The Indian High Commissioner to Australia, Ajay Gondane, was recently prevented from entering the Tarneit Gurudwara Sahib in Melbourne by a group of protesters. Gondane, who was on an official trip to Melbourne, had made the visit as he was keen to visit religious places in the area.
The diplomat was, however, stopped from entering the gurudwara on Nov. 18, SBS Punjabi reported. The protesters argued with Gondane for a long time at the entrance. After he was subjected to several minutes of protests and slogans that asked to “free Jaggi”, he was let inside the gurudwara to pay obeisance. He left after taking his prasad. The area has a dense population of the Indian diaspora.
“This is an extremely unfortunate incident,” Gunwant Kaur, the secretary of the gurudwara management committee, was quoted by the publication. She added that there was a group of around 25-30 protesters, who started arriving at the gurudwara from 7.15 am onwards. “They were very loud and aggressive, and had surrounded Indian Consul General Manika Jain, who had arrived earlier,” she said. “They created quite a scene and crossed all limits. They were extremely disruptive and were trying to intimidate the Gurudwara committee members as well.”
Kaur added: “There are much better ways to protest. This is certainly not the way. These people didn’t behave like Sikhs are meant to, and have brought a bad name to the entire community.”
A video of the incident has been doing the rounds on social media, in which Gondane is seen trying to reason with them. In the video, protesters can be seen telling Gondane that he could enter the premises as a devotee but “not as a representative of the Indian government.”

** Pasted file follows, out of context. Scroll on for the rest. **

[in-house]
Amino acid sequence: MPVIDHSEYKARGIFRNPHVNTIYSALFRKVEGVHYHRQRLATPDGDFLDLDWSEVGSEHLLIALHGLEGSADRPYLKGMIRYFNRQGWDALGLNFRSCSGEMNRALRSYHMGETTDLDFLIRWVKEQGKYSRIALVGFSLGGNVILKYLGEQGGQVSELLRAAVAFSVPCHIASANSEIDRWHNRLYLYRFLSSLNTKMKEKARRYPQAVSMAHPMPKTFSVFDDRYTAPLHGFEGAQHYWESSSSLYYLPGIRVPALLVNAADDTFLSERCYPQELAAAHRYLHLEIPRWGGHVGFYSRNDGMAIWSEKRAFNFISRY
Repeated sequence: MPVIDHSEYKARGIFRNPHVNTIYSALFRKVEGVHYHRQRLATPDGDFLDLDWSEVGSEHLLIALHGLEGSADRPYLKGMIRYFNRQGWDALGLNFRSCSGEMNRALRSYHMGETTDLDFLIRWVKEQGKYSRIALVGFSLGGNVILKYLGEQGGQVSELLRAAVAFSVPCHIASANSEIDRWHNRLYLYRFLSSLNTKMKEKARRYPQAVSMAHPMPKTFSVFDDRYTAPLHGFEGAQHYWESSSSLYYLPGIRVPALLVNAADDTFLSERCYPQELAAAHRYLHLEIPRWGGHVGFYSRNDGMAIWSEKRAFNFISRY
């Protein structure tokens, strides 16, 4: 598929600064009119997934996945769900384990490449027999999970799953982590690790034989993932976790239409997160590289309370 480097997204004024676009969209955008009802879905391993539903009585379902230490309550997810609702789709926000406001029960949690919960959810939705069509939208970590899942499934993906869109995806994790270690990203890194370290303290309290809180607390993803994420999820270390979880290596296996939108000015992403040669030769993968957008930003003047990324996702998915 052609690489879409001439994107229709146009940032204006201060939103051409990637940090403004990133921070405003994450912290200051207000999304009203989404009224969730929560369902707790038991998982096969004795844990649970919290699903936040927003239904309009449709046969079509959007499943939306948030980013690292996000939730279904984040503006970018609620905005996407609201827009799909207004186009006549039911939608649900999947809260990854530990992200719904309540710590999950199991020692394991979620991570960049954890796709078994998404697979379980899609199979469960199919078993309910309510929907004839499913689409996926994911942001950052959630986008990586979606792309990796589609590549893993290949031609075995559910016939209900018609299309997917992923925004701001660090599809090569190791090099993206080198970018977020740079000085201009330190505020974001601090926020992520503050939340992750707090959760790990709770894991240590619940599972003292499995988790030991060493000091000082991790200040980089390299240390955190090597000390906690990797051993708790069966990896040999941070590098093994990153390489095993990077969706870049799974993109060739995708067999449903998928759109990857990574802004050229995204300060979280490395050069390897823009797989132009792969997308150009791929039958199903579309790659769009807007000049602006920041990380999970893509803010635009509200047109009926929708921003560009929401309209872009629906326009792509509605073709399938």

A protester can be clearly heard in the video saying that no Indian official would be allowed to enter any gurudwara in Australia.
“ We were protesting the arrest of 47 Sikh youths in Punjab in recent times, the latest example being the arrest of Jagtar Singh Johal who was in India for his own wedding,” Harkirat Singh Ajnoha, one of the protesters seen in the video, told SBS Punjabi. “We want to raise awareness about the human rights violations in Punjab and recognition of the Sikh genocide. Although everyone is welcome at any Gurudwara, but we won’t let officials use their visit to influence our youngsters from our stages.”
The reference to Jaggi pertains to Jagtar Singh Johal, a British Sikh who is in Punjab Police’s custody. While the police say Johal is allegedly linked to killings of Hindu leaders in the state, there has been uproar at many places among the community over alleged torture he has faced while in custody.
Gondane told the publication that his purpose is to foster a sense of community and brotherhood. “There is no question of ‘us’ and ‘them’. It’s all about ‘we’. We are all together as one community,” he said. “If anyone has any grievance, they can bring it to me and I’ll be happy to look into these.”